The deload week is a rather simple concept. An athlete or lifter needs periodic breaks of lower stress and intensity so that overreaching, and its evil cousin, overtraining don’t take up residence. Overreaching and overtraining not only derail progress, they can also lead to injury. However, deloading also forces the motivated athlete to periodically lower the stress and intensity that keeps them at the top of their game. So, the question becomes, why take time off if you don’t need time off?
There’s been a lot of debate on various Internet forums about the role of “The CNS” in lifting. Usually, this topic comes up in discussions about fatigue, with a lifter saying “My CNS is fried.” The reasoning goes something like this: look at competitive powerlifters. During a typical meet, a powerlifter attempts 9 lifts. That’s nothing in terms of volume (stress), but the lifts are max effort, high intensity. Powerlifters typically report feeling exhausted after a meet, and having to take a week or more away from the gym to recover. It can’t be stress that’s done this. So, it must be their CNS is overtaxed.
Now, in fact, a powerlifter’s CNS might well be overtaxed after a meet. However, the above line of reasoning ignores some critical factors: while only 9 lifts are attempted, these lifts are all attempted in a heightened state of arousal. The lifter has also just completed a rather long and challenging training cycle leading up to these lifts. In addition, there are a lot of psychological and emotional investment made, just as there is for any big event in a person’s life. All these factors, along with all the other daily stress of work, relationships – that little thing called “life” – contribute to stress levels.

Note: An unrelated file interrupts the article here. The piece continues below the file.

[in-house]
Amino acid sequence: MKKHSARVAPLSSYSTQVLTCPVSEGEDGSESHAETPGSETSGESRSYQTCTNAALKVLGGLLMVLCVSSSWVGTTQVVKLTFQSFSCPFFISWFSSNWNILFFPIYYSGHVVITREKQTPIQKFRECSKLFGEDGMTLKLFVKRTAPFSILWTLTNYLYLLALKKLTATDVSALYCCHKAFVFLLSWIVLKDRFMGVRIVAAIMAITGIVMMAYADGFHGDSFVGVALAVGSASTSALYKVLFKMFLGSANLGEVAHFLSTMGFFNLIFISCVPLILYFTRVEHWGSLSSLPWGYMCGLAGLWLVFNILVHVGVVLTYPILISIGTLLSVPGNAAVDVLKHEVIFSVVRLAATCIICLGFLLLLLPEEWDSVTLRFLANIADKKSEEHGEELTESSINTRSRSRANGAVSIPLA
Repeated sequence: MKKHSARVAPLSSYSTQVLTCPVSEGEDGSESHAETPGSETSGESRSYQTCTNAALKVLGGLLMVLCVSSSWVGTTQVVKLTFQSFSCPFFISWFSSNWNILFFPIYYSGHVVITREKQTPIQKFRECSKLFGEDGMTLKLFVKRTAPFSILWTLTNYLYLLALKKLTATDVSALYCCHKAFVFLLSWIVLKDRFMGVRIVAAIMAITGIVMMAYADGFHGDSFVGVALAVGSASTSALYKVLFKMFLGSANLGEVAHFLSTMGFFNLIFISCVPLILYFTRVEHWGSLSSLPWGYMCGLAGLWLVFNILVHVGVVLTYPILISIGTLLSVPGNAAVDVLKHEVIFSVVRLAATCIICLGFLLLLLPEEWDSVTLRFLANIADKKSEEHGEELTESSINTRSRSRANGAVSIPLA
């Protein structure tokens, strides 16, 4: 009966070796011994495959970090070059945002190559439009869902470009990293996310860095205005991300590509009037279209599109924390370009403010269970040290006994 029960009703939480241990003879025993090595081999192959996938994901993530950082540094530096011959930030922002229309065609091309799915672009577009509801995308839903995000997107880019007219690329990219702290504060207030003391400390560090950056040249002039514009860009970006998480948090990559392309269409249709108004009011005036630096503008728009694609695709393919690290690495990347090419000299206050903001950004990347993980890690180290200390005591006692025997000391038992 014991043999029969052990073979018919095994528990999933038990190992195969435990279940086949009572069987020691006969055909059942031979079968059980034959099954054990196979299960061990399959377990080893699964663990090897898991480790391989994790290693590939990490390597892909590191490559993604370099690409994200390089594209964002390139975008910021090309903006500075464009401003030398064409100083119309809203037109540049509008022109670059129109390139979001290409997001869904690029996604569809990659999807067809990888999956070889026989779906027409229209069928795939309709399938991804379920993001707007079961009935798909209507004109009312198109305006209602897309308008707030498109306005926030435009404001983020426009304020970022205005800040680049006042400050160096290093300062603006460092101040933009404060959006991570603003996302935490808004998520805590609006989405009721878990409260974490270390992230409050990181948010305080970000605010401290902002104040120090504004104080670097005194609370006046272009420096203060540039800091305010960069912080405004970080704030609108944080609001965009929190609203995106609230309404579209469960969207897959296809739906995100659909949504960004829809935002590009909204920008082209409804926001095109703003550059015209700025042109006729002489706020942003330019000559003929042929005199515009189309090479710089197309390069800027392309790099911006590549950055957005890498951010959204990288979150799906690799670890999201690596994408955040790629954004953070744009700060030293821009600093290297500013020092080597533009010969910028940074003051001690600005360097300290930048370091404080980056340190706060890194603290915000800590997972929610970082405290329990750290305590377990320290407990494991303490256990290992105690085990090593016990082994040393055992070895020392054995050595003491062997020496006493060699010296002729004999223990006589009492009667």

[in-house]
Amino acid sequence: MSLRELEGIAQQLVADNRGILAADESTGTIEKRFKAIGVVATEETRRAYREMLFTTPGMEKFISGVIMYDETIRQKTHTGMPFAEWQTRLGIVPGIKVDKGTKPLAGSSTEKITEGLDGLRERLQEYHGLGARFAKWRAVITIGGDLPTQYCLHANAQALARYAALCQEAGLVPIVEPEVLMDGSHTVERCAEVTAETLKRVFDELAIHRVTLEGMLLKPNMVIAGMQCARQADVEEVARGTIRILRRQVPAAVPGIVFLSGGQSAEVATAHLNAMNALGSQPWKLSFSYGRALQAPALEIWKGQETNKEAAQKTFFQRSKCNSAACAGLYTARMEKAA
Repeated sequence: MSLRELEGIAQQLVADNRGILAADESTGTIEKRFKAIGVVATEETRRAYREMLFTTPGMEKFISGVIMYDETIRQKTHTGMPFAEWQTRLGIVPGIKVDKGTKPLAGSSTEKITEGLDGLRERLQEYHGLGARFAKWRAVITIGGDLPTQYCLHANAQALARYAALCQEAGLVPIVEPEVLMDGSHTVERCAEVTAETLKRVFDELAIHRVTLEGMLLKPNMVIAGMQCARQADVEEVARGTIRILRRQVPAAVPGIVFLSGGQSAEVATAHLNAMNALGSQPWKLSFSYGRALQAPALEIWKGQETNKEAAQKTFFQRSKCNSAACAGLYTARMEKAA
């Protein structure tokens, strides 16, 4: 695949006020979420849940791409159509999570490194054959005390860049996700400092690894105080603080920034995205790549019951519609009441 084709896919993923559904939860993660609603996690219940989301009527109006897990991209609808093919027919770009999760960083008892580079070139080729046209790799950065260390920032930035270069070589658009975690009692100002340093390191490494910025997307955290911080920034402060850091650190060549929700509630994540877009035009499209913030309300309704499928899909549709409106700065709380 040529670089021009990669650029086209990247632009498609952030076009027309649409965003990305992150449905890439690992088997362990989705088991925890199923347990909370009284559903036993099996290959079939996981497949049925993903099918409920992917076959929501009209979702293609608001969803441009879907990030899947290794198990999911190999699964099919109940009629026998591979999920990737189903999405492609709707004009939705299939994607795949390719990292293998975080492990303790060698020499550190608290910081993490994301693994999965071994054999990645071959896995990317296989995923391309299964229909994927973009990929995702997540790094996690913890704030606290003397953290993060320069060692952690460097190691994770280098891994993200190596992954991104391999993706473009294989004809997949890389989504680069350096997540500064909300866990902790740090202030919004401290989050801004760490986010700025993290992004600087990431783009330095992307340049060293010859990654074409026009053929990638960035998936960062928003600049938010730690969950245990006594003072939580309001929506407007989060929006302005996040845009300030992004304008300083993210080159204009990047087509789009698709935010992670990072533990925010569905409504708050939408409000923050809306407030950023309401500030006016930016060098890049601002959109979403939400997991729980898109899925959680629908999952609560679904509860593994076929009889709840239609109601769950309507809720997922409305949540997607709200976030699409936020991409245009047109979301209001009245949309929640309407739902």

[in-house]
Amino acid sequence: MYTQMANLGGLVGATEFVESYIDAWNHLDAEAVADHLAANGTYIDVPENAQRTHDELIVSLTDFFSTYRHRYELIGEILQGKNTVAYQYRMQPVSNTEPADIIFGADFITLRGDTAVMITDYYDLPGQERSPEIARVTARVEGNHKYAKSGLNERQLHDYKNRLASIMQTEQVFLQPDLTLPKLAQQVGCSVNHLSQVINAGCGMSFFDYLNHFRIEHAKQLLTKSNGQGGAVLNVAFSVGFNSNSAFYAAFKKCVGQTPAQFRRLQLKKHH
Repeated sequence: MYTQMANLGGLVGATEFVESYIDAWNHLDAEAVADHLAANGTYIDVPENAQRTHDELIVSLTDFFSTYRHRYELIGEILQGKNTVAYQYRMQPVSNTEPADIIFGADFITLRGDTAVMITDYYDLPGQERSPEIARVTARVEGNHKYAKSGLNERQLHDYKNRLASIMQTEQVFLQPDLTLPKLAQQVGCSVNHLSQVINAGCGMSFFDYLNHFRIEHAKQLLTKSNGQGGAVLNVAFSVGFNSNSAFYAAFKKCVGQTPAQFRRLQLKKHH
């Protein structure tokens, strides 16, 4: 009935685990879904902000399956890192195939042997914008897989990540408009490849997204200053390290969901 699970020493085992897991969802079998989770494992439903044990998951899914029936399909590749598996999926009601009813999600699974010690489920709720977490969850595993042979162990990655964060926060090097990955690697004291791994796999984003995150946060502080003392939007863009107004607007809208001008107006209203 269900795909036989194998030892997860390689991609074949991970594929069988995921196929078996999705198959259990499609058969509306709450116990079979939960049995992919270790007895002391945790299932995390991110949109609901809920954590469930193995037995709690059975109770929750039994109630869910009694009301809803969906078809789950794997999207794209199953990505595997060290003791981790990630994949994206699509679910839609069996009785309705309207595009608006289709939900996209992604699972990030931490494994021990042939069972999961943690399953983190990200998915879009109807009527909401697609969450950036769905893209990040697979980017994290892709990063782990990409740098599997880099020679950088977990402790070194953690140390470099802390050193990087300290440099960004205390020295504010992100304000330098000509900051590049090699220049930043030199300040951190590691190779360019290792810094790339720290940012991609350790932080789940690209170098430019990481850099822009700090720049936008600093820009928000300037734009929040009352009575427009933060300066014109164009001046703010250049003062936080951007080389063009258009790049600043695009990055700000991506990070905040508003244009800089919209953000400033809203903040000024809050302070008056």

I started to experiment with a new deload technique: one that, for lack of a better word, I’ll call the “fun” deload. Rather than avoid the work I like the most (lifting heavy things), and letting that key skill become detrained, I started picking one or two movements that I wanted to max out on, or do overload work on, during my deload week. I might, for example, put more weight on the log than I can press, and work up to a max effort clean from the ground, practicing swinging heavier weight than normal, and having that heavy weight up on my chest, having to maintain body stability and breathing while under it.
I might decide to go a new max single on the axle press. I might work on incorporating a new exercise, stone squats, and getting a feel for them. The list goes on, but there’s a common theme: low rep ME work, limited in volume, and something that I find fun. During a typical deload week, I’ll train heavy like this two days, do prehab/rehab work two days, and get in steady state conditioning work in the form of 30-60 minute walks as frequently as daily.
In this case, I think a huge part of the deload is simply getting a break from the programmed structure of the macrocycle template. When I’m getting ready for a competition, every week’s work is planned out. Before I step foot in the gym I know what I’m going to be doing, down to the number of reps in each set and the intensity level. This discipline is required; nonetheless, it’s mentally fatiguing. Introducing a little bit of “play” into my deload weeks gives me a nice psychological break and prepares me mentally to get back to the heavy lifting.